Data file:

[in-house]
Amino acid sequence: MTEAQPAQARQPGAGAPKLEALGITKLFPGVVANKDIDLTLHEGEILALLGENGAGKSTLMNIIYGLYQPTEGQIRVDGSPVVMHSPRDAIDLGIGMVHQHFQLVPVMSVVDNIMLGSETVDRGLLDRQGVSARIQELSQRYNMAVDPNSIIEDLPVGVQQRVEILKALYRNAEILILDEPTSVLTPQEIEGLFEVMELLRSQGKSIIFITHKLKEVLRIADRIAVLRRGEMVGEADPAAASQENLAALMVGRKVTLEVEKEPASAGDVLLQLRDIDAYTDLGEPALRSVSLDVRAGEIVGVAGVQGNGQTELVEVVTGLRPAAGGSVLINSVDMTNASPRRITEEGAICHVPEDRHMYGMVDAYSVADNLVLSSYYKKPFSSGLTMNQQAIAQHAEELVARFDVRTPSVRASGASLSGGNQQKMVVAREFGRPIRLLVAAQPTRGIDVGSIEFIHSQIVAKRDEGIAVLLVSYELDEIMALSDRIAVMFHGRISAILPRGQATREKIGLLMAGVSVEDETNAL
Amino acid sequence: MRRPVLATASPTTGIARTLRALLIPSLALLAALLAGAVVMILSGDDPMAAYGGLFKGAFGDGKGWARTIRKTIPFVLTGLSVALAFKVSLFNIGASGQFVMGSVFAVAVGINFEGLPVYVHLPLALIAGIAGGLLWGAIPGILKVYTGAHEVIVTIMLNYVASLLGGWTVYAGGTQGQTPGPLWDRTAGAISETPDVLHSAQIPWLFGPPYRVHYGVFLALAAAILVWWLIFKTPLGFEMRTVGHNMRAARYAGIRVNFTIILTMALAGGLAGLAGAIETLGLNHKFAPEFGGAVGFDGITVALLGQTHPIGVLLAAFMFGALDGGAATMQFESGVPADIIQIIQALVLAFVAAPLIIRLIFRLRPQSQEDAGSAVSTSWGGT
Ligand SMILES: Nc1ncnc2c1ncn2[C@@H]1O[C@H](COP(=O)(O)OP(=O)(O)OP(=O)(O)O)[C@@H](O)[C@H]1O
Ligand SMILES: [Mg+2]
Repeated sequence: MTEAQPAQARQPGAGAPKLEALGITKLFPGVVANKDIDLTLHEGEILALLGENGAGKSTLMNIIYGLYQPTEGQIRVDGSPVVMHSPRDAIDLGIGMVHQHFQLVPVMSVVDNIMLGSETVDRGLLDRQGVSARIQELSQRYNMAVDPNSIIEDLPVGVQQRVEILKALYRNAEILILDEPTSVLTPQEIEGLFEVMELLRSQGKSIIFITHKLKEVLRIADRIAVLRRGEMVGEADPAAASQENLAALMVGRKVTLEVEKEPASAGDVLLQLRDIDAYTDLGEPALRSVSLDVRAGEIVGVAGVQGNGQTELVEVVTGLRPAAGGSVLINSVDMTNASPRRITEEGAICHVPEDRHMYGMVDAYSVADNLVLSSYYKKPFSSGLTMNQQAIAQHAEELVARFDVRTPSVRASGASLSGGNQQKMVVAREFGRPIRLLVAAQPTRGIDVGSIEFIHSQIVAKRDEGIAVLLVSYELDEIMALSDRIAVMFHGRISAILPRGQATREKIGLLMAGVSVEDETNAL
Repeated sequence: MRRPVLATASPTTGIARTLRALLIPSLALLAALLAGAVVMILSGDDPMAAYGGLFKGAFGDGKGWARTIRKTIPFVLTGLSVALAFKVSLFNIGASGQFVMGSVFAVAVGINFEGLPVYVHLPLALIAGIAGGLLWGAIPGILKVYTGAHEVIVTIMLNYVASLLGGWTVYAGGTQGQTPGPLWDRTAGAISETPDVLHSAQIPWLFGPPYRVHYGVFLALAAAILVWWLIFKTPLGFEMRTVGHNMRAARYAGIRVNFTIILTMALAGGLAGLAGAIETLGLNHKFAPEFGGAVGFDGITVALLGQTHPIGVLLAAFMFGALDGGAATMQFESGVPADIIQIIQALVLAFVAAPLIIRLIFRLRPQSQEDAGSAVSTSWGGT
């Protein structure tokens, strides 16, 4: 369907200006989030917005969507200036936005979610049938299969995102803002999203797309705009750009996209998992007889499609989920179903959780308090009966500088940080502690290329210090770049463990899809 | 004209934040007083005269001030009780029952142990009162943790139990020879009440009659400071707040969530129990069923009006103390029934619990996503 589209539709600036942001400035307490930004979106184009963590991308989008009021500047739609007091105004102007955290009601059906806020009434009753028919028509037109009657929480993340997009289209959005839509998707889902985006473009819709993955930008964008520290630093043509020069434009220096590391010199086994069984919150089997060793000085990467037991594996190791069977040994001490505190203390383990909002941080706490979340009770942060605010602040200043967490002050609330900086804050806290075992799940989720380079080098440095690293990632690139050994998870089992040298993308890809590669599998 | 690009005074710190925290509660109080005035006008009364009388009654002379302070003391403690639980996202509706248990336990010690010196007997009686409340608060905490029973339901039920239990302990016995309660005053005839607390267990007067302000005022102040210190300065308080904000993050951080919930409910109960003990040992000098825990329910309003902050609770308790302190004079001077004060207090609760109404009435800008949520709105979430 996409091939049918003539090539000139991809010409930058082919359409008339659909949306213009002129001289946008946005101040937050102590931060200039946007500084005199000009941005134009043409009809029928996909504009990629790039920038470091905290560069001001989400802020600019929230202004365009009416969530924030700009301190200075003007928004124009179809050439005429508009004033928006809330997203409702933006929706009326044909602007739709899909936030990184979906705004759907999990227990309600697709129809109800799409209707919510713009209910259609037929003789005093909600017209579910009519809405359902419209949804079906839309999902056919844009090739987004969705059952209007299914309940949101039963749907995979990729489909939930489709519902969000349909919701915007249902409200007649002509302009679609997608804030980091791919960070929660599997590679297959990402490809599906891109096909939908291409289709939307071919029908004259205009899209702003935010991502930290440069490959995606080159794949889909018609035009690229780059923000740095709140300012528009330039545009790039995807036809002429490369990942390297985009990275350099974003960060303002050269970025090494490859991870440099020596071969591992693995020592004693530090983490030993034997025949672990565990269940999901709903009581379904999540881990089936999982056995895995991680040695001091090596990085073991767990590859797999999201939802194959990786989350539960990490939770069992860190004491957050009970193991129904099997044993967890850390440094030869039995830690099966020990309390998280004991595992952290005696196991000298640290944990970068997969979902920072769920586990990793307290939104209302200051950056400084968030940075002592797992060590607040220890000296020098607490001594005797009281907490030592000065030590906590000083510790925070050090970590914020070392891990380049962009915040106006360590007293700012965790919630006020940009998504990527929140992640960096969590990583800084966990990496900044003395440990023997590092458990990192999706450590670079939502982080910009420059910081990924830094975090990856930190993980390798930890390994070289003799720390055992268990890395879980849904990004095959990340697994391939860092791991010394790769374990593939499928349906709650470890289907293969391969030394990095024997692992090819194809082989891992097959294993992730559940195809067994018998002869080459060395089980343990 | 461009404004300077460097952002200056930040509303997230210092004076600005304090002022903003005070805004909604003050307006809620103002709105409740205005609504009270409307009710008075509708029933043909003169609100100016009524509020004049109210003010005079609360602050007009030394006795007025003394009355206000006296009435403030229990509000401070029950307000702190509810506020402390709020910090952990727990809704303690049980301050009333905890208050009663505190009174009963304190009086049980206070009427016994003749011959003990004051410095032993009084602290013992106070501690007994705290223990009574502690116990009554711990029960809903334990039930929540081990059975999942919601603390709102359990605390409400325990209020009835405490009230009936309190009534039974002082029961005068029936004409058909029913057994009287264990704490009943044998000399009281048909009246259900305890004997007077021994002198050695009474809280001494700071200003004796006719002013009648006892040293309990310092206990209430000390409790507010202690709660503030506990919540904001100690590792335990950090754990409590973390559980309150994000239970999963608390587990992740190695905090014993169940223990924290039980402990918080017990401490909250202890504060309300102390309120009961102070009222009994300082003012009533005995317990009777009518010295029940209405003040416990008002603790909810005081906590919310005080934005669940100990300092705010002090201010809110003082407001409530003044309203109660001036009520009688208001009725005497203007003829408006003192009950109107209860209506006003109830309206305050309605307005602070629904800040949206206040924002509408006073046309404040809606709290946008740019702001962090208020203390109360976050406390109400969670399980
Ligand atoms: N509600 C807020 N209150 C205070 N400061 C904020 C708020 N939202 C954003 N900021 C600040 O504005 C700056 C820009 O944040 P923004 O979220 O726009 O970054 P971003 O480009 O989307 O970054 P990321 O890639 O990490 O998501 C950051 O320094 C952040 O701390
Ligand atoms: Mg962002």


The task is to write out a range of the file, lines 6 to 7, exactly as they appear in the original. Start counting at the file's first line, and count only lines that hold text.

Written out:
Repeated sequence: MTEAQPAQARQPGAGAPKLEALGITKLFPGVVANKDIDLTLHEGEILALLGENGAGKSTLMNIIYGLYQPTEGQIRVDGSPVVMHSPRDAIDLGIGMVHQHFQLVPVMSVVDNIMLGSETVDRGLLDRQGVSARIQELSQRYNMAVDPNSIIEDLPVGVQQRVEILKALYRNAEILILDEPTSVLTPQEIEGLFEVMELLRSQGKSIIFITHKLKEVLRIADRIAVLRRGEMVGEADPAAASQENLAALMVGRKVTLEVEKEPASAGDVLLQLRDIDAYTDLGEPALRSVSLDVRAGEIVGVAGVQGNGQTELVEVVTGLRPAAGGSVLINSVDMTNASPRRITEEGAICHVPEDRHMYGMVDAYSVADNLVLSSYYKKPFSSGLTMNQQAIAQHAEELVARFDVRTPSVRASGASLSGGNQQKMVVAREFGRPIRLLVAAQPTRGIDVGSIEFIHSQIVAKRDEGIAVLLVSYELDEIMALSDRIAVMFHGRISAILPRGQATREKIGLLMAGVSVEDETNAL
Repeated sequence: MRRPVLATASPTTGIARTLRALLIPSLALLAALLAGAVVMILSGDDPMAAYGGLFKGAFGDGKGWARTIRKTIPFVLTGLSVALAFKVSLFNIGASGQFVMGSVFAVAVGINFEGLPVYVHLPLALIAGIAGGLLWGAIPGILKVYTGAHEVIVTIMLNYVASLLGGWTVYAGGTQGQTPGPLWDRTAGAISETPDVLHSAQIPWLFGPPYRVHYGVFLALAAAILVWWLIFKTPLGFEMRTVGHNMRAARYAGIRVNFTIILTMALAGGLAGLAGAIETLGLNHKFAPEFGGAVGFDGITVALLGQTHPIGVLLAAFMFGALDGGAATMQFESGVPADIIQIIQALVLAFVAAPLIIRLIFRLRPQSQEDAGSAVSTSWGGT